I have made many new friends going on my daily walk. Most of them are tree people.
In the fall when I began, it was the Hawthorn people who caught most of my attention, with their bright red berries adorning their branches. These weren’t located conveniently for me to spend time communing with them, so I have not yet caught their song. But I have been hearing the songs of others.
In the depths of midwinter it was Oak who caught my attention, holding onto its dead leaves through its winter’s rest as it does, and shaking like a shaman’s rattle in the winds. I stood beneath them and let their shaking resonate around me, through me, and heard its Oak Song. Oak sings of realignment with the worlds, calling and gathering back together fragmented parts of the self with its many leaves, drawing them in like magnets, and dropping them back into their right places. Then its song resonates through the inner Three Cauldrons noted in Irish lore, the Cauldron of Warming which is our seat of vitality, the Cauldron of Vocation which is our heart’s true expressions, and the Cauldron of Knowledge, our connection to the wisdom of the starry realm. Oak’s song resonates linearly through these spaces, bringing them into harmony with each other, rooting one firmly into the earth, stretching one up to the skies, and filling one’s heart/trunk with a steady light.
After midwinter passed, I began to notice Hazel. Her catkins began appearing shortly after the solstice, and have slowly lengthened and opened up over the last month. Her leaf buds have gradually swelled on her branches, and today I noted small red tips at the ends of the buds, signs of spring’s leafing out to come. Hazel is connected to the watery realm, like the Well of Wisdom in Irish lore, and Her song resonates in the heart center, like a pebble dropped in a quiet pond, its ripples sailing out to the edges. She sings of heart healing from emotional waves, bringing a balm to stormy feelings, soothing, calming, and supporting. Her song feels like a big warm hug. I am daily watching Her bring news of Springtime.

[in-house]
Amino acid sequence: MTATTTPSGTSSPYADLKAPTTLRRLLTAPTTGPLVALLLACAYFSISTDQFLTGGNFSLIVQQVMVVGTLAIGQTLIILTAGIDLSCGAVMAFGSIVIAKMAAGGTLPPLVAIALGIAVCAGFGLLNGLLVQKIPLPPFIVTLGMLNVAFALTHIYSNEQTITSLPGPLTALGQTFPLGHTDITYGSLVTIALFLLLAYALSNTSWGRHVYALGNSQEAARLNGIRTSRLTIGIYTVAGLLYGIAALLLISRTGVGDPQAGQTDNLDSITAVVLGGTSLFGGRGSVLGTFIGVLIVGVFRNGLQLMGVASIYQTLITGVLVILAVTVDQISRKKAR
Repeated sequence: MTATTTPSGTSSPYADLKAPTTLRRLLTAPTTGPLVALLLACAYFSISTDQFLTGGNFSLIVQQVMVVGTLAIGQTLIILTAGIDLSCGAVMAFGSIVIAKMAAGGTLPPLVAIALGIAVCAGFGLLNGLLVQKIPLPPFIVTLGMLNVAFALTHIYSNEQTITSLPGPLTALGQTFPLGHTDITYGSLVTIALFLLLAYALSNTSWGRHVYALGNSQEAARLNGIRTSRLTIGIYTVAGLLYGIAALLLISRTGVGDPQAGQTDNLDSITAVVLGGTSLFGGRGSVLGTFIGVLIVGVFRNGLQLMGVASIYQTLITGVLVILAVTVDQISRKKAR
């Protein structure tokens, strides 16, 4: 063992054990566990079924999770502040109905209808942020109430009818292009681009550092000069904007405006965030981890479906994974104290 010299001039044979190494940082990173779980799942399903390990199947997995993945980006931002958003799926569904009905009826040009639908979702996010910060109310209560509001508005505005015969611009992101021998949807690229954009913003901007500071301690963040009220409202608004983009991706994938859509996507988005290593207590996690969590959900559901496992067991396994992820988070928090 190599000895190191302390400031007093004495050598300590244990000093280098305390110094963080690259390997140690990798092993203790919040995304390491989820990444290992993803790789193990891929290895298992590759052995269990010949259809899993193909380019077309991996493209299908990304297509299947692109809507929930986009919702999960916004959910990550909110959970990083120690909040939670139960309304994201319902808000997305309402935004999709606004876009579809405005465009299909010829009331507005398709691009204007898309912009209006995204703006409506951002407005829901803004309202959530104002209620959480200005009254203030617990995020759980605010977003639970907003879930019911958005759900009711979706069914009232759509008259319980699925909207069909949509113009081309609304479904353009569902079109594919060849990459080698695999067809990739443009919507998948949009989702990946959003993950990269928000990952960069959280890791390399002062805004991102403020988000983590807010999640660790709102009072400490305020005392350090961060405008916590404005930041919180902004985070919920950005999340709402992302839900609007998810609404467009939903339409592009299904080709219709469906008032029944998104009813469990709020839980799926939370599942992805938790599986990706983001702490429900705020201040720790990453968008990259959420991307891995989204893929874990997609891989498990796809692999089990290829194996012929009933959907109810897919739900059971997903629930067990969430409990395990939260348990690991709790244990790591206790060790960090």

Shortly after, during the local wind storms, I began hearing the song of Douglas Fir. While most of the deciduous trees are leafless and sleeping this time of year, and quiet in the winds, the evergreens like Dougie channel the voice of the wind in big, booming gusts, often low enough to not be properly heard over the higher shooshing of the deciduous leaves, but winter is their season to command attention. Dougie’s branches lash to and fro, sweeping the air, and dispersing its oils like incense. Dougie’s song is full of vitality, very energetic- He says to me his song is for motivating, stimulating, getting what is stuck moving again, like the sap running down His trunk. These blockages could be emotional, mental, spiritual, or physical. His song shakes the system up, breaking up stagnation, and getting energy running again. And interestingly, Dougie sang to me two songs- one for clearing up the blockages, and the next one for bringing Light into the opened-up spaces. This song is like a brisk dance followed by basking in sunlight! It was quite invigorating, especially on a chilly winter morning! Dougie is the iconic tree of these lands here on the northwest coast.
Each day on my walk, I greet my friends. Sometimes I bring them gifts of birdseed. Sometimes I gift them with the Green Breath, when I stand beside them and breathe in their energies, and breathe out my CO2 to them, in a give-and-take flow. I gifted them before I was permitted to hear their songs. I have also been gifting and greeting Cedar, and hope to hear this song next. Cedar is a key tree in the traditional lore and lifeways of the indigenous peoples where I live in Cascadia. Already I sense a very deep energy here. I also greet and breathe with a row of Hemlock I pass under, and hope to hear their songs more clearly soon as well; their energy feels dense and dark, like the depths of a forest.
These daily druidic walks give me fresh air, exercise, sunlight, and spiritual growth through new communions with new friends. I am very thankful for this very simple daily practice which nourishes me in so many ways.